Before we expand on the benefits of VVOLs there are some new terminologies to understand.

Storage Container
This is the name for the storage pool presented by the external storage array(s). The role of the storage administrator remains, they will still build the storage arrays to meet capacity and performance requirements. They then serve this up to the Protocol Endpoint which is the connection point for the hosts.

Protocol Endpoint
As mentioned above the Protocol Endpoint (PE) provides the interface between the host and the storage. You can have multiple PEs and their aim is to reduce the previous complexity and procedures that storage connectivity required. Think of them like proxies between the host and storage, which ensure that the VM is directed to the correct storage array based on its requirements

Storage Policies
These are the storage policies that are created and applied to the storage pools ready for provisioning on the VM. These can be anything from deduplication, encryption and compression to storage IOPS levels, such as Gold, Silver and Bronze. The extent of the policies that can be applied are dependent on the underlying storage vendor's VAAI/VASA capabilities.

Why are VVOLs a good thing?

The implementation of VVOLs allows for scalability, simplicity and manageability far beyond what is capable in the "traditional" storage array.

The introduction of the Protocol Endpoint has greatly reduced the complexity which is often associated with storage configuration.   The PE represents the connection to the storage, so the previously complex configuration of storage arrays and multi-pathing is greatly reduced.

The 256 device limit still applies to the Protocol Endpoints, however as Protocol Endpoints can represent potentially thousands of VVOLs then the capacity potential is huge for VVOL enabled systems in comparison to traditional storage provisioning.

The storage management for a VM is now under the control of the VMware administrator, the provisioning of VM storage is all managed through vCentre with policies configurable through short wizard driven tools. The capacity and placement of VM storage is no longer a consideration, the right storage for the VM is all that matters.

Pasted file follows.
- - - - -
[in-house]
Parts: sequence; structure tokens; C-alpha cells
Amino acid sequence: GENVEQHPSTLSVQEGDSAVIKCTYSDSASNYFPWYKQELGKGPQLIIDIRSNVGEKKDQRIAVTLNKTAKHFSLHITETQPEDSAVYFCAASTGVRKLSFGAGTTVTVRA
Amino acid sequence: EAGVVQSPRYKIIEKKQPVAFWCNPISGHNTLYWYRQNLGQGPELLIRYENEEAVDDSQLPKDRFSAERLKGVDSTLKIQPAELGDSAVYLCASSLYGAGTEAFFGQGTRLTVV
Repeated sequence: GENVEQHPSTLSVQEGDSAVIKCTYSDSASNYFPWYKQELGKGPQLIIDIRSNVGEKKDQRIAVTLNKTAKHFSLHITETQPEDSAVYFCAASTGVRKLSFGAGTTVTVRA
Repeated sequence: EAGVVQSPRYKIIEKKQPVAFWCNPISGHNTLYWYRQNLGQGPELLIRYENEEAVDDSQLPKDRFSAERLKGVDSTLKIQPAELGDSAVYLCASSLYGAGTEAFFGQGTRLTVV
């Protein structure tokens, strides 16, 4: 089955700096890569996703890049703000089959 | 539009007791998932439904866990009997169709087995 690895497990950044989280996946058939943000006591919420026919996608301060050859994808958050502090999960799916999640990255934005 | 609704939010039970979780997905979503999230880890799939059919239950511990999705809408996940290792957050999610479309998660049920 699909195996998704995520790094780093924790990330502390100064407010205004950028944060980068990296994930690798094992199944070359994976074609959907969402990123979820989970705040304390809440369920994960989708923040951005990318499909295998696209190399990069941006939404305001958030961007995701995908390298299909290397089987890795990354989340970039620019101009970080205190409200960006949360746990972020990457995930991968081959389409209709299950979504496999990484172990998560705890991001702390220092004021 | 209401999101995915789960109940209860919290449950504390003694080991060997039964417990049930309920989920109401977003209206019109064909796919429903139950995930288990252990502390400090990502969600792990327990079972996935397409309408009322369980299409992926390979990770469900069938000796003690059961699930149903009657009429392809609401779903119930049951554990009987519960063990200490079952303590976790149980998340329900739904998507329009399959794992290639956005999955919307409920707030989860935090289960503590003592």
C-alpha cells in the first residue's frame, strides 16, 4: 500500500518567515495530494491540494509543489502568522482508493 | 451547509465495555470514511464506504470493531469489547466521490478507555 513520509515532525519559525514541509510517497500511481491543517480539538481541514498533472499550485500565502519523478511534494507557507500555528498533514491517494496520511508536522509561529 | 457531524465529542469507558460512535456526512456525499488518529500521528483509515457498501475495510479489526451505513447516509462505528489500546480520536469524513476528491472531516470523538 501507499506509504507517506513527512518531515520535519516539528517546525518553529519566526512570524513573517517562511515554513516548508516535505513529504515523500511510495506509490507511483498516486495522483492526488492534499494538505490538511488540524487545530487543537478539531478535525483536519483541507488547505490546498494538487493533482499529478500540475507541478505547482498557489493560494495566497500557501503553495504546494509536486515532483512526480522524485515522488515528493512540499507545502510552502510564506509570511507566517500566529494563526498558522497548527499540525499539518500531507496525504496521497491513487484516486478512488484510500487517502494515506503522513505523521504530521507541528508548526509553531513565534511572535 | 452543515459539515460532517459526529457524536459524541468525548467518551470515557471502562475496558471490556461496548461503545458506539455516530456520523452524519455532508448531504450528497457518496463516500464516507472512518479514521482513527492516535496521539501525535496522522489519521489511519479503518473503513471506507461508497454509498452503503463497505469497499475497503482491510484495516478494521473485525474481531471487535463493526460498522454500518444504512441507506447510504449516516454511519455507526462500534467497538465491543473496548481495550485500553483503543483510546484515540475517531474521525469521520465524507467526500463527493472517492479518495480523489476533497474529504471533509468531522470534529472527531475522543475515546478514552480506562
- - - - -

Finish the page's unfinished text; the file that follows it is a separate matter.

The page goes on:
VVOL's are by no means perfect at this point; they don't support a number of vSphere's core features and many storage vendors could improve their current integration capabilities. However, as time goes on VVOLs will only become more prevalent as the demands on providing the right VM storage, on demand and without limitations will only increase.

If you want to get hands on with VVOLs then I highly recommend looking into the VMware Hands On Labs. They have a VVOLs lab which runs through the configuration of a VVOL datastore, along with the follow up storage policies that can be applied. You can follow the guide or you can just roam around the live labs - the link to the VVOLs specific lab is here; a free account sign up is all that is required.

Thank you for reading my article, please feel free to leave me feedback regarding the content or to recommend future article ideas based on VMware or Windows technologies. If you liked this article please click the big green 'Vote this article as helpful' button at the bottom of this article.  Thank You.
I look forward to hearing from you. -  Dave Leaver  (@thedaveleaver)